As Brianna shaped a loaf, Gray said, "Thatta girl. See how careful she is? I like the way she handles the dough so carefully."
As Mia practiced spinning the pizza round in the air, the kids would call out "One! Two! Three!" Until Avenir Ismagolov took over: "Odin! Dva! Tri!"
And Gray was delighted with the addition of a little Russian.
• Science pulses through daily life. Gray peppered her workshop with praise for "fabulous fractions" and math and science, "my two favorite subjects in the world."
When she instructed the kids in setting the dough aside to rise, she said, "I want you to use your science eyes now. How will you tell when this is 'doubled in size?' "
Five days after the workshop, it was evident that Gray's lessons had hit home.
Brayden Saavedra, 10, gave the instructor and the workshop a "10."
"First of all, it was very special that she was able to come all the way from Vermont, and we were able to make the bread," Brayden said. "She showed us a lot of different things we could make ...
"She did an excellent job, and she used a lot of scientific words. She told us about yeast, and it was kind of like telling a story. It's alive, and feeds on the cells. ... She made sure we knew exactly what do to, mixing it all, how hard it was to stir, and how to knead it, and how it gets bigger. It was kind of cool that it rised up."
"We got a bunch of ideas for turning bread into a snack or a breakfast. We had ideas to work with and we could help."
BASIC BREAD RECIPE
Makes 2 loaves (Alert!!! This recipe takes about 3 1/2 hours to make.)
- 2 cups warm water
- 1/4 cup sugar
- 1 packet Red Star Active Dry Yeast
- 2 cups King Arthur 100% Organic White Whole Wheat Flour
- 1 tablespoon salt
- 1/4 cup vegetable oil
- 4 cups King Arthur Unbleached All-Purpose Flour
In a large bowl, combine warm water, sugar, yeast and 2 cups King Arthur 100% White Whole Wheat Flour. Cover mixture with a clean towel and let stand 10 minutes until bubbly.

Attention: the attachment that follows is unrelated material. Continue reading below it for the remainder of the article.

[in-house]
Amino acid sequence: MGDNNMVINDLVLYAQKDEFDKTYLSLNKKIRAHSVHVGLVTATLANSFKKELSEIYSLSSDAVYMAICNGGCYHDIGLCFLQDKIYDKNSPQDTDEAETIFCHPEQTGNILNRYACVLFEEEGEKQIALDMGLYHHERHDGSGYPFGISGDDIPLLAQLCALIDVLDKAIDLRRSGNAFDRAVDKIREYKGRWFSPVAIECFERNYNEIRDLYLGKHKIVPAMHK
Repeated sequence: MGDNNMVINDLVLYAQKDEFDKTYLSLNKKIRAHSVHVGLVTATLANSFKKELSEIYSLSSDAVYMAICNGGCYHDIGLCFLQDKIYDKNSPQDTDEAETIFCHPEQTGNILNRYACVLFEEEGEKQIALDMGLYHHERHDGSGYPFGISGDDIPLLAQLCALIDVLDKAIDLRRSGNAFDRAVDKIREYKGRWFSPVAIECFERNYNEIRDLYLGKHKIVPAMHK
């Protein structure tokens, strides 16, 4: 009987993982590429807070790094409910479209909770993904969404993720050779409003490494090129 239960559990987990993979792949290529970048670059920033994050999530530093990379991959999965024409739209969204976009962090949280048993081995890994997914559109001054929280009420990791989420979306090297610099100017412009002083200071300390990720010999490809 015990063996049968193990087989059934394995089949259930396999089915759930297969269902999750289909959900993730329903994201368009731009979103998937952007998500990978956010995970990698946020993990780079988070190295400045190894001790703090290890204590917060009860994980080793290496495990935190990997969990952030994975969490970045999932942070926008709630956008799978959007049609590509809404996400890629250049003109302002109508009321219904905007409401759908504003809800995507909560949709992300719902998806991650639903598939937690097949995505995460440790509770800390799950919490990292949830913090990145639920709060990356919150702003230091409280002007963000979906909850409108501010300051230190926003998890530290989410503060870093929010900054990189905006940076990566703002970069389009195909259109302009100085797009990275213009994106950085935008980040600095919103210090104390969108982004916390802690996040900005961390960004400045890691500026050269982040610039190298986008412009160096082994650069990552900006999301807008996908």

Stir in salt and vegetable oil.
Stir in King Arthur All-Purpose Flour, 1 cup at a time. When the dough holds together and most of the flour is mixed in, plop dough out onto a clean, floured surface.
Knead the dough. Sprinkle your hands or the work surface with just enough flour to prevent sticking. Use your dough scraper, too. After 5 minutes, take a break and let the dough rest.
Scrape out the mixing bowl, and smear a little oil all around the inside.
Knead the dough for a few more minutes. (When you lightly press the dough with your fingertips, it should bounce right back.) Put the dough into the oiled bowl, flip the dough once, and cover with plastic wrap and a clean towel.
Put the dough in a warm place to rise until double in size, about 1 1/2 hours.
Gently deflate the dough and turn it out onto a floured surface. Divide the dough in half and form into desired shapes.
Grease a baking sheet; put your loaves on it. Cover the dough with plastic wrap and a clean towel and let the dough rise again for 30 minutes. Preheat oven to 375 degrees.
Carefully remove plastic wrap and slash the tops of the loaves or baguettes with a sharp knife. Bake the loaves for about 30 minutes, until the crust is golden brown and the loaf sounds hollow when tapped on the bottom.
Cool the bread on a rack. Enjoy!
— King Arthur Flour, Life Skills Bread Baking Program